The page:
The Commodity Hedge? Not So Fast

by: Hamlet Capital

The tepid response of commodities following the latest FOMC release can be viewed as bearish for the general complex. Federal Reserve easing has usually precipitated greater positive action in the commodities complex. This time, it might be different. Commodities have dropped below their post-August FOMC highs, and without macro data to suggest that global demand will accelerate in the coming months, it appears unlikely that positive momentum will be generated going into the new year.

The conventional wisdom of opening positions in commodities as a hedge against the U.S. Dollar ((NYSEARCA:USD)) has recently been ineffective to a large degree. The decline in the Japanese Yen (JPY) and the ongoing Euro Zone crisis have buffered the Dollar against further decline. General entry into long commodity positions, with certain exceptions, might be premature at this time.

Broad Commodities Basket - DBC

Examining the more liquid commodity ETFs, there is little to suggest near-term strength. The Power Shares DB Commodities Tracking Index Fund (NYSEARCA:DBC), a broad basket fund of metals, energy, grains and sugar, has already erased its gains following the August 22 FOMC statement. High energy inventories and creeping crop yields have weighed heavily on the index. With slight volume, it has been trending steadily lower for two weeks. A DBC close below 27.10 would likely invite further selling.

Where's The Beef?

(Since August FOMC)

Malaise ...

Agriculture - DBA

On a similar track, Power Shares DB Agriculture (NYSEARCA:DBA), a basket ETF comprised of corn, wheat, soy beans and sugar futures, appears to be in danger of losing its near-term support. Talk of dryness in the plains hasn't translated into higher prices. With a marked decline in volume since September, this fund has eased from the drought-induced highs over the summer and reverted to its 200DMA. Year-to-date, it has underperformed compared to the broader DBC. Unexpected natural events not withstanding, DBA should continue its ease into the new year.


(Since August FOMC)
Fading ...

Precious Metals - GLD, SLV, IAU

After soaring on account of the Federal Reserve's actions in August, the popular precious metal ETFs are showing signs of moderation. The FOMC's latest releases and Fed Chairman Ben Bernanke's press conference have so far had a less-than-flattering effect on SPDR's GLD and iShares' SLV and IAU. Prices have coiled since August and are presently trending down. The surprising lack of interest in metals post-FOMC lends little to the immediate bullish scenario. The longer-term trend for precious metals remains bullish and they represent a superior hedge against inflation. But though precious metal ETFs have outperformed the broad DBC index in 2012, fading volume and year-end profit taking might signal a break to the downside and a reversion to their 200DMAs. Entry into long precious metals positions will likely be found at more favorable levels in coming months.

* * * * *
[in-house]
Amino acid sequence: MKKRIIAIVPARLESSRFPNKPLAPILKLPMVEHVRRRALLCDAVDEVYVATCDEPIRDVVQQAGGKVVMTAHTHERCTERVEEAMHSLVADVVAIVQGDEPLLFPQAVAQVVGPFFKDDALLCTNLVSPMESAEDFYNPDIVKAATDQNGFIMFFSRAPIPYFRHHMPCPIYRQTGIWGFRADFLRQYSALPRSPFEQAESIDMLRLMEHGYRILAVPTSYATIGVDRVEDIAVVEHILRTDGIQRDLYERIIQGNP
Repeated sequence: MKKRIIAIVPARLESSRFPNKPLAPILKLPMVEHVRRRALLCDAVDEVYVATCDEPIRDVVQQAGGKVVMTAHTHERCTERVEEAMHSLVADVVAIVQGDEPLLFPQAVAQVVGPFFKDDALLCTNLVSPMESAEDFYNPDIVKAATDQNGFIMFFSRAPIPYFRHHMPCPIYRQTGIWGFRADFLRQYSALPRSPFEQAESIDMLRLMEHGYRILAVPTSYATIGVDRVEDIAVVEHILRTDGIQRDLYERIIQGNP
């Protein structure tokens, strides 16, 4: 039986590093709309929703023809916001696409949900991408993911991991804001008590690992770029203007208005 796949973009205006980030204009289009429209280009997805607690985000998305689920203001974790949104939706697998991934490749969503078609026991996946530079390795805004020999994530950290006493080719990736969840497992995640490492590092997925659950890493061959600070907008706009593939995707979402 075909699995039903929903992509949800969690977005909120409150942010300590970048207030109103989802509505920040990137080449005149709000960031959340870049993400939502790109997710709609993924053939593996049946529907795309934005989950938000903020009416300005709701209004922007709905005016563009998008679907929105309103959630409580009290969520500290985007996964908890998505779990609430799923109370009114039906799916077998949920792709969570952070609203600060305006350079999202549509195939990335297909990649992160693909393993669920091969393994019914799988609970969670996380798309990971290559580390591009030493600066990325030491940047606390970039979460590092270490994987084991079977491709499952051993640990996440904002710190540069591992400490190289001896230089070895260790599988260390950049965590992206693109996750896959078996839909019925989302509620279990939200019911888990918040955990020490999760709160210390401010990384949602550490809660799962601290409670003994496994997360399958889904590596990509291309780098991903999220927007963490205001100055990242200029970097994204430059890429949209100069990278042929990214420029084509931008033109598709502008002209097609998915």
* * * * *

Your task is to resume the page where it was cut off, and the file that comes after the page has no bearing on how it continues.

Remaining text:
To Where Will The Coil Unwind?

(Since August FOMC)

Diminishing Returns?

Natural Gas - UNG

Energy ETFs have been this year's under-performers within the commodity sectors. Static oil and gas inventories show few signs of abating. UNG's 4-week slide has now broken below its 200DMA on account of high inventories and warmer-than-expected weather. December and January typically are the highest-priced months for natural gas. On a longer time line, natural gas is incredibly cheap and would present an attractive long-term hold, but if last winter was any indication, then we might not see a bottom in UNG until next spring. Unforeseen natural events not withstanding, last April's lows of 14.25 could be approached if UNG's slide continues.

Look Out Below!

(Since August FOMC)

Look Out Below!

Crude Oil - USO

Crude oil has been a disappointment for bulls for most of the year. Low volume, high inventories and less-than-stellar macro data from emerging economies have plagued USO. Despite this, USO has found strong near-term support at around $31.20. It is not likely that macro data will improve enough in the near future to stimulate bids on oil, but there remains oil's sensitivity to geopolitical events. Conflict in Syria shows signs of escalation and a constitutional crisis exists in Egypt. The Israel-Palestine situation is rarely far from the boil and concerns over Iran's nuclear program won't recede soon. It can be argued that USO's new-found support is derived from these events, and it is for this reason, of all the widely traded commodity ETFs, USO would appear the least bearish of the bunch. But, for now, that's not saying much.

USO's New-Found Support

(Since August FOMC)



As a conventional hedge against inflationary pressures, commodities can be rewarding investments. But, so far, the post-FOMC reaction of the complex is a red flag which should not be ignored. The burdens of sluggish macro data, high inventories and forex volatility should signal caution when considering entry into long commodity positions.

Disclosure: I have no positions in any stocks mentioned, but may initiate a long position in USO over the next 72 hours. I wrote this article myself, and it expresses my own opinions. I am not receiving compensation for it (other than from Seeking Alpha). I have no business relationship with any company whose stock is mentioned in this article.